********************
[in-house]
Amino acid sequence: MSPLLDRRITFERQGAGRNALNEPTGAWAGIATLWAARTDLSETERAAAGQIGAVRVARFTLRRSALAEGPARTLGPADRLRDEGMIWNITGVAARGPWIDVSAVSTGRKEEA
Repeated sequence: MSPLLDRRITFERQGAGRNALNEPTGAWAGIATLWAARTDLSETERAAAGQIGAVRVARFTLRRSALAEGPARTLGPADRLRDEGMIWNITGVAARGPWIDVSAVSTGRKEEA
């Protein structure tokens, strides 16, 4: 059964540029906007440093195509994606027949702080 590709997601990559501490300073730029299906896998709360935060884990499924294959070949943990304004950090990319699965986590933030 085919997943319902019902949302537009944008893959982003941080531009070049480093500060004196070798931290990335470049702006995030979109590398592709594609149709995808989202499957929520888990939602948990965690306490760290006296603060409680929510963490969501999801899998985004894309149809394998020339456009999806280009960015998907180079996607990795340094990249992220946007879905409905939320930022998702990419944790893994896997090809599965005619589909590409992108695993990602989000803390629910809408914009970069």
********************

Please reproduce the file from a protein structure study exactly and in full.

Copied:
[in-house]
Amino acid sequence: MSPLLDRRITFERQGAGRNALNEPTGAWAGIATLWAARTDLSETERAAAGQIGAVRVARFTLRRSALAEGPARTLGPADRLRDEGMIWNITGVAARGPWIDVSAVSTGRKEEA
Repeated sequence: MSPLLDRRITFERQGAGRNALNEPTGAWAGIATLWAARTDLSETERAAAGQIGAVRVARFTLRRSALAEGPARTLGPADRLRDEGMIWNITGVAARGPWIDVSAVSTGRKEEA
């Protein structure tokens, strides 16, 4: 059964540029906007440093195509994606027949702080 590709997601990559501490300073730029299906896998709360935060884990499924294959070949943990304004950090990319699965986590933030 085919997943319902019902949302537009944008893959982003941080531009070049480093500060004196070798931290990335470049702006995030979109590398592709594609149709995808989202499957929520888990939602948990965690306490760290006296603060409680929510963490969501999801899998985004894309149809394998020339456009999806280009960015998907180079996607990795340094990249992220946007879905409905939320930022998702990419944790893994896997090809599965005619589909590409992108695993990602989000803390629910809408914009970069």